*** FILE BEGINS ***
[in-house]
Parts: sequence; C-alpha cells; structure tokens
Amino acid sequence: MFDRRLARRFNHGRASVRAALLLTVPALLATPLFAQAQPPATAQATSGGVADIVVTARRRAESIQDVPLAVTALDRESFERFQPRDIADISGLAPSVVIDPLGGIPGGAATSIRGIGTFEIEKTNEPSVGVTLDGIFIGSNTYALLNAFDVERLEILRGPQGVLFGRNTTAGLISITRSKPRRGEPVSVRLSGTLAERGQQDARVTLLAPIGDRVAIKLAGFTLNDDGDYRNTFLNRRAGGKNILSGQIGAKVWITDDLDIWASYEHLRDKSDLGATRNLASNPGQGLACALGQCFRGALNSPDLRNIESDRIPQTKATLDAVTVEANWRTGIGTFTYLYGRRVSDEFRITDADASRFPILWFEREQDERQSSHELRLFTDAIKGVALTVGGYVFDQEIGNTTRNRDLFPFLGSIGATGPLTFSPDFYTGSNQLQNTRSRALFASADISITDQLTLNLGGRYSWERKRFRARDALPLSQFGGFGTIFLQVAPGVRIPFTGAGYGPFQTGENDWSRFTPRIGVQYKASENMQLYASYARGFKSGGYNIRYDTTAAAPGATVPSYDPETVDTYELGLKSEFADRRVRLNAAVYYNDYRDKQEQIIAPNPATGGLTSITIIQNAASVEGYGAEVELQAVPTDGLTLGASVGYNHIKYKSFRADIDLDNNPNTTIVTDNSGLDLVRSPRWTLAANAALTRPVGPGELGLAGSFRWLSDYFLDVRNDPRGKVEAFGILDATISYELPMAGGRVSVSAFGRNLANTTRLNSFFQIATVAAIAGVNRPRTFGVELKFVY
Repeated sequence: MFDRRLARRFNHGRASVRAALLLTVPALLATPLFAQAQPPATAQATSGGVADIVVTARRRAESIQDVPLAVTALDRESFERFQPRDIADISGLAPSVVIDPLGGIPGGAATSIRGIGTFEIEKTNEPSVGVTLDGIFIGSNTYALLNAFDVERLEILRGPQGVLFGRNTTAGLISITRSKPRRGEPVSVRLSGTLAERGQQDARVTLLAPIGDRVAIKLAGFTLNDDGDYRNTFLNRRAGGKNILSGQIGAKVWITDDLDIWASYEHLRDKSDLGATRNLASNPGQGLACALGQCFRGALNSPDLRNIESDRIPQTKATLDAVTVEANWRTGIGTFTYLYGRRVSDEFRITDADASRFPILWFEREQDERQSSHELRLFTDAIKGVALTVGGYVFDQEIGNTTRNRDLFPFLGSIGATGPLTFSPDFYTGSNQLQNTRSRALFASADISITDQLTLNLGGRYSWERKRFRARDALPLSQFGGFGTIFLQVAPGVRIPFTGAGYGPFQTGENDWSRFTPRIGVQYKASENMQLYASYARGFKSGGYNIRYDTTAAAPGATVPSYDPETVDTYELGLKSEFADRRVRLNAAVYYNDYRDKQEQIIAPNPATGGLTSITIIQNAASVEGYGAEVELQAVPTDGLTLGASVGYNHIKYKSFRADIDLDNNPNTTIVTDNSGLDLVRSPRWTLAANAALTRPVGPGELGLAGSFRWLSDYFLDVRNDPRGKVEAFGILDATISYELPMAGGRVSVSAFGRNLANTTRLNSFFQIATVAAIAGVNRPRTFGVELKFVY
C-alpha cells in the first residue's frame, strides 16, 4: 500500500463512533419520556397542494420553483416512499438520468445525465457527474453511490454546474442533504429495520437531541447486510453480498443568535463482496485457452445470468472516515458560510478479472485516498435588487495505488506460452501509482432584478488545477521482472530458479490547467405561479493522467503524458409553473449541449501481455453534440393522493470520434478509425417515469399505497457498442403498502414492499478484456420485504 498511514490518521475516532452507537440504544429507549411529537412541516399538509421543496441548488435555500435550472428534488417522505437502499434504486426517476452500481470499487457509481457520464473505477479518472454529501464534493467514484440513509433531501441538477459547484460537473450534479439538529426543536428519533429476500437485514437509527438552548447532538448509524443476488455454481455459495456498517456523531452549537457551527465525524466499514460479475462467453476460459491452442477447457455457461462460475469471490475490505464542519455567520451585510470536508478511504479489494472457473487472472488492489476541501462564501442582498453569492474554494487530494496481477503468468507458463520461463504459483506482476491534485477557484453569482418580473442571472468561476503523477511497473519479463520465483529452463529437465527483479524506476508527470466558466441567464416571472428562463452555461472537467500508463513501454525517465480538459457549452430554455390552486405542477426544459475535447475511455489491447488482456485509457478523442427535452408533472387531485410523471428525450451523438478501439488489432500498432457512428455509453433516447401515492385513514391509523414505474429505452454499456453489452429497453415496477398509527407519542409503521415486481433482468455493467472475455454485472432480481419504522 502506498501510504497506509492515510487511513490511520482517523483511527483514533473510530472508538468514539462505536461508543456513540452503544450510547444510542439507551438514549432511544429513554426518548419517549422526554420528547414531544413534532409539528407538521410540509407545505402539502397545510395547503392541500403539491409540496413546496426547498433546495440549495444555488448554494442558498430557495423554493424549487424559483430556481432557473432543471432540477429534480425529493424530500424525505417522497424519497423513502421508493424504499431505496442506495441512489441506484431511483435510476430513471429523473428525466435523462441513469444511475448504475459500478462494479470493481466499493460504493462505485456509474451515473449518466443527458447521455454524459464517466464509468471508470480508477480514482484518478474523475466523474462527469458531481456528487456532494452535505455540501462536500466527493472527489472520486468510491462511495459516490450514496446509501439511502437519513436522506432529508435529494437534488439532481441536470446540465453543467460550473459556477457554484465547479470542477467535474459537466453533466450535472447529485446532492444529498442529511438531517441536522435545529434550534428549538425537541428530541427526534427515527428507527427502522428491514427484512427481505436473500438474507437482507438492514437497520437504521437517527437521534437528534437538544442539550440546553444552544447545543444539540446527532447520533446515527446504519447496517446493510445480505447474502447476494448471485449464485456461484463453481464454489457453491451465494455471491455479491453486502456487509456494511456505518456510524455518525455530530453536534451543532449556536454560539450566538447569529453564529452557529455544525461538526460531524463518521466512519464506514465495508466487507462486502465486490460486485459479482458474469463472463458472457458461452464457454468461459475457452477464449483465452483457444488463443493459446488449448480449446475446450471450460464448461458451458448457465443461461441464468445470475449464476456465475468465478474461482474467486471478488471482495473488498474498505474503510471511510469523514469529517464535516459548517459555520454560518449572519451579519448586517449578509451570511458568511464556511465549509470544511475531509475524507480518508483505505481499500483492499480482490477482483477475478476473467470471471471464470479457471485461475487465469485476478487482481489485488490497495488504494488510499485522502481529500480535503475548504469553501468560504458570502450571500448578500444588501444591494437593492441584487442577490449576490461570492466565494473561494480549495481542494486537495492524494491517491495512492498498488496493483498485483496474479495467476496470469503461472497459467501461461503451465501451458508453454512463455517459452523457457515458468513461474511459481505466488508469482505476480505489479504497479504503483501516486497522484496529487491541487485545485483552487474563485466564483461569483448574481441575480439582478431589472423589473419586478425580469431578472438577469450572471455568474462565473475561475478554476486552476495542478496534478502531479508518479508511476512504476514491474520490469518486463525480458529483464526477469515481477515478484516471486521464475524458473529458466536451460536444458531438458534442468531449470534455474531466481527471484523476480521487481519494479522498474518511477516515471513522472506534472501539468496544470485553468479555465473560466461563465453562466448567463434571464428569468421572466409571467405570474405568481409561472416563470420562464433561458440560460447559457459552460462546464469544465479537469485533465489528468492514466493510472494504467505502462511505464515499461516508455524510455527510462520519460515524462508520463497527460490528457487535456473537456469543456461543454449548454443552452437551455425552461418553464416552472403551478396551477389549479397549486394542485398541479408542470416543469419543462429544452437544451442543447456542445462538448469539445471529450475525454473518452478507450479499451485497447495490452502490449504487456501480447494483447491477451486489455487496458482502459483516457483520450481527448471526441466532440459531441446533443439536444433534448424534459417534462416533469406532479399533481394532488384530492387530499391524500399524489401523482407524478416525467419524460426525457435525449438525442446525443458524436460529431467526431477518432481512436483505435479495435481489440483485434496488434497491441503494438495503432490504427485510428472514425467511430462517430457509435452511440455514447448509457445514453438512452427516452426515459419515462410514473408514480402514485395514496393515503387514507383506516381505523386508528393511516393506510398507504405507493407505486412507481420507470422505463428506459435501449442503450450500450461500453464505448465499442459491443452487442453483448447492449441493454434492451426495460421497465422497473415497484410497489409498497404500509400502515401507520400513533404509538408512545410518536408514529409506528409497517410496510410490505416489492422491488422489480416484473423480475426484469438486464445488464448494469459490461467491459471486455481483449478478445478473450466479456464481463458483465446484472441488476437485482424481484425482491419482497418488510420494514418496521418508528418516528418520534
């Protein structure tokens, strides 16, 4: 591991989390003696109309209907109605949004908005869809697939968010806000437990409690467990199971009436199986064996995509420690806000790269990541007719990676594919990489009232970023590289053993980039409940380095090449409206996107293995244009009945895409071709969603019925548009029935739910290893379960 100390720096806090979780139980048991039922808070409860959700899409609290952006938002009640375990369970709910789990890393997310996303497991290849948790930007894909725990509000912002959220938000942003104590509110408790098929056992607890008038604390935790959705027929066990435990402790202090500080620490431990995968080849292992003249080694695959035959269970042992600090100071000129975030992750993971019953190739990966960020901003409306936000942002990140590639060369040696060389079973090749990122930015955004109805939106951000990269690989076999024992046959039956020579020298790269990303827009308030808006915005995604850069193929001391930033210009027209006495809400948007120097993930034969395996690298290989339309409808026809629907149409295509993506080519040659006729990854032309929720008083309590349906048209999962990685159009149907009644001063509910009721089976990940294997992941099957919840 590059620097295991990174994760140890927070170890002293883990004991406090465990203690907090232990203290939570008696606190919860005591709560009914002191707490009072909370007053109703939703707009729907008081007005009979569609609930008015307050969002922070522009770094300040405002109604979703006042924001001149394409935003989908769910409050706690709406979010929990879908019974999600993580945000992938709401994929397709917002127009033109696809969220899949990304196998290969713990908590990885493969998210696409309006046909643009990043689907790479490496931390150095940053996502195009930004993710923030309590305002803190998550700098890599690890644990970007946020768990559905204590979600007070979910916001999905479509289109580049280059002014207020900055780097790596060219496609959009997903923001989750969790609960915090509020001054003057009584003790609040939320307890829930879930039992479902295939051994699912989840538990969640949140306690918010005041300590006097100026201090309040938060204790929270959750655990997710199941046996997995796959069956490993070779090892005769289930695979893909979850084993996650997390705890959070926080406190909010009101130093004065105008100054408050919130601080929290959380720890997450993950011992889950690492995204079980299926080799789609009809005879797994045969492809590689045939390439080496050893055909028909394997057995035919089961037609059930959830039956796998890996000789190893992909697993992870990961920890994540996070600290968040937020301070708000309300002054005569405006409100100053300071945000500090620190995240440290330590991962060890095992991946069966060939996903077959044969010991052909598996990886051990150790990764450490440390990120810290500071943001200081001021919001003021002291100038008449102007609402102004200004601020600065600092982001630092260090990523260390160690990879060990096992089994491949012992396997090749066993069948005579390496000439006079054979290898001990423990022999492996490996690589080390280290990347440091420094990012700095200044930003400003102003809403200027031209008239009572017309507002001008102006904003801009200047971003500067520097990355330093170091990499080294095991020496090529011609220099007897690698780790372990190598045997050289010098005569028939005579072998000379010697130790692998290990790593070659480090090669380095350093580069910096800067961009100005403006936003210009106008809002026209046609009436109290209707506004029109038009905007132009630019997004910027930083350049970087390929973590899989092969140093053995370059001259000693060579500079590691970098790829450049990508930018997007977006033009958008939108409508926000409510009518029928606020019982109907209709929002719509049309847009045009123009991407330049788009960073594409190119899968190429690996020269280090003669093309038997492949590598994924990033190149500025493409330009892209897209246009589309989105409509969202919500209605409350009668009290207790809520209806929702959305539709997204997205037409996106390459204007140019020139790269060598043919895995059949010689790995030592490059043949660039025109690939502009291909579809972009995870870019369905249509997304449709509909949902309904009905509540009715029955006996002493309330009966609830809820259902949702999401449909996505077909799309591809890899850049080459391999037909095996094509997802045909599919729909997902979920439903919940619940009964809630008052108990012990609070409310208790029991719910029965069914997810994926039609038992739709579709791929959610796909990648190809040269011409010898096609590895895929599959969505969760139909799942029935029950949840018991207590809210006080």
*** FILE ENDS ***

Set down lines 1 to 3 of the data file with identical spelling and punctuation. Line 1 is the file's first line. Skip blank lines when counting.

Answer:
[in-house]
Parts: sequence; C-alpha cells; structure tokens
Amino acid sequence: MFDRRLARRFNHGRASVRAALLLTVPALLATPLFAQAQPPATAQATSGGVADIVVTARRRAESIQDVPLAVTALDRESFERFQPRDIADISGLAPSVVIDPLGGIPGGAATSIRGIGTFEIEKTNEPSVGVTLDGIFIGSNTYALLNAFDVERLEILRGPQGVLFGRNTTAGLISITRSKPRRGEPVSVRLSGTLAERGQQDARVTLLAPIGDRVAIKLAGFTLNDDGDYRNTFLNRRAGGKNILSGQIGAKVWITDDLDIWASYEHLRDKSDLGATRNLASNPGQGLACALGQCFRGALNSPDLRNIESDRIPQTKATLDAVTVEANWRTGIGTFTYLYGRRVSDEFRITDADASRFPILWFEREQDERQSSHELRLFTDAIKGVALTVGGYVFDQEIGNTTRNRDLFPFLGSIGATGPLTFSPDFYTGSNQLQNTRSRALFASADISITDQLTLNLGGRYSWERKRFRARDALPLSQFGGFGTIFLQVAPGVRIPFTGAGYGPFQTGENDWSRFTPRIGVQYKASENMQLYASYARGFKSGGYNIRYDTTAAAPGATVPSYDPETVDTYELGLKSEFADRRVRLNAAVYYNDYRDKQEQIIAPNPATGGLTSITIIQNAASVEGYGAEVELQAVPTDGLTLGASVGYNHIKYKSFRADIDLDNNPNTTIVTDNSGLDLVRSPRWTLAANAALTRPVGPGELGLAGSFRWLSDYFLDVRNDPRGKVEAFGILDATISYELPMAGGRVSVSAFGRNLANTTRLNSFFQIATVAAIAGVNRPRTFGVELKFVY